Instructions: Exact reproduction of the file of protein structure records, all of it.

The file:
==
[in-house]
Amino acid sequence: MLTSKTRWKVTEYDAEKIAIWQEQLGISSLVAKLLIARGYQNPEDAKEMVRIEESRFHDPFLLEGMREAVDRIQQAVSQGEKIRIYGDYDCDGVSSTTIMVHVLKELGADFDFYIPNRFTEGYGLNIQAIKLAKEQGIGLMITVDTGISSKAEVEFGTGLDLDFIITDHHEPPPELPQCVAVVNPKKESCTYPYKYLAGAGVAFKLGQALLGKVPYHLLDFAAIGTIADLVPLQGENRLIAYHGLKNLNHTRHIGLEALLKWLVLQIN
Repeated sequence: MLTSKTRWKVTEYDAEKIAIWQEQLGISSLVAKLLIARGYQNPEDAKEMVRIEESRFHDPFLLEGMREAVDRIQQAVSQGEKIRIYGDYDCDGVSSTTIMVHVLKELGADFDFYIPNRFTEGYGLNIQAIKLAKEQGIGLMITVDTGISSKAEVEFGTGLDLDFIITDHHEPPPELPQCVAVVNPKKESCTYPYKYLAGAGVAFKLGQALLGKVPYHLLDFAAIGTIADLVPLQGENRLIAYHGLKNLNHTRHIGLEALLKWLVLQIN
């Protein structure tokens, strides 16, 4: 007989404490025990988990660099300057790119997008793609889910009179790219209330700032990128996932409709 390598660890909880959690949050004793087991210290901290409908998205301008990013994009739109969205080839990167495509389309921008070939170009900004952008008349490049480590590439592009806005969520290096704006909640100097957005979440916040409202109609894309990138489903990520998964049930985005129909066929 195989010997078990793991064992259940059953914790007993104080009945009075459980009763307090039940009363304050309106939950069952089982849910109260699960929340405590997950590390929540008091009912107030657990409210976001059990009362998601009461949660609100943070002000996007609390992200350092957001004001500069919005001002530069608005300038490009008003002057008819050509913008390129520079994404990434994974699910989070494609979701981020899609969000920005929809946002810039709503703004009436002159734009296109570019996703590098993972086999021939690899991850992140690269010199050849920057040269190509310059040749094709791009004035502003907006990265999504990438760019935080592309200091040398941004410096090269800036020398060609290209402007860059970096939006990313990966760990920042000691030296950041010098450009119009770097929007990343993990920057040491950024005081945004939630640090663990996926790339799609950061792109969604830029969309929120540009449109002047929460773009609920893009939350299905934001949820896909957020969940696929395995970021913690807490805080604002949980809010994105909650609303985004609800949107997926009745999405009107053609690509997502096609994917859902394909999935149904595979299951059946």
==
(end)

[in-house]
Amino acid sequence: MLTSKTRWKVTEYDAEKIAIWQEQLGISSLVAKLLIARGYQNPEDAKEMVRIEESRFHDPFLLEGMREAVDRIQQAVSQGEKIRIYGDYDCDGVSSTTIMVHVLKELGADFDFYIPNRFTEGYGLNIQAIKLAKEQGIGLMITVDTGISSKAEVEFGTGLDLDFIITDHHEPPPELPQCVAVVNPKKESCTYPYKYLAGAGVAFKLGQALLGKVPYHLLDFAAIGTIADLVPLQGENRLIAYHGLKNLNHTRHIGLEALLKWLVLQIN
Repeated sequence: MLTSKTRWKVTEYDAEKIAIWQEQLGISSLVAKLLIARGYQNPEDAKEMVRIEESRFHDPFLLEGMREAVDRIQQAVSQGEKIRIYGDYDCDGVSSTTIMVHVLKELGADFDFYIPNRFTEGYGLNIQAIKLAKEQGIGLMITVDTGISSKAEVEFGTGLDLDFIITDHHEPPPELPQCVAVVNPKKESCTYPYKYLAGAGVAFKLGQALLGKVPYHLLDFAAIGTIADLVPLQGENRLIAYHGLKNLNHTRHIGLEALLKWLVLQIN
């Protein structure tokens, strides 16, 4: 007989404490025990988990660099300057790119997008793609889910009179790219209330700032990128996932409709 390598660890909880959690949050004793087991210290901290409908998205301008990013994009739109969205080839990167495509389309921008070939170009900004952008008349490049480590590439592009806005969520290096704006909640100097957005979440916040409202109609894309990138489903990520998964049930985005129909066929 195989010997078990793991064992259940059953914790007993104080009945009075459980009763307090039940009363304050309106939950069952089982849910109260699960929340405590997950590390929540008091009912107030657990409210976001059990009362998601009461949660609100943070002000996007609390992200350092957001004001500069919005001002530069608005300038490009008003002057008819050509913008390129520079994404990434994974699910989070494609979701981020899609969000920005929809946002810039709503703004009436002159734009296109570019996703590098993972086999021939690899991850992140690269010199050849920057040269190509310059040749094709791009004035502003907006990265999504990438760019935080592309200091040398941004410096090269800036020398060609290209402007860059970096939006990313990966760990920042000691030296950041010098450009119009770097929007990343993990920057040491950024005081945004939630640090663990996926790339799609950061792109969604830029969309929120540009449109002047929460773009609920893009939350299905934001949820896909957020969940696929395995970021913690807490805080604002949980809010994105909650609303985004609800949107997926009745999405009107053609690509997502096609994917859902394909999935149904595979299951059946």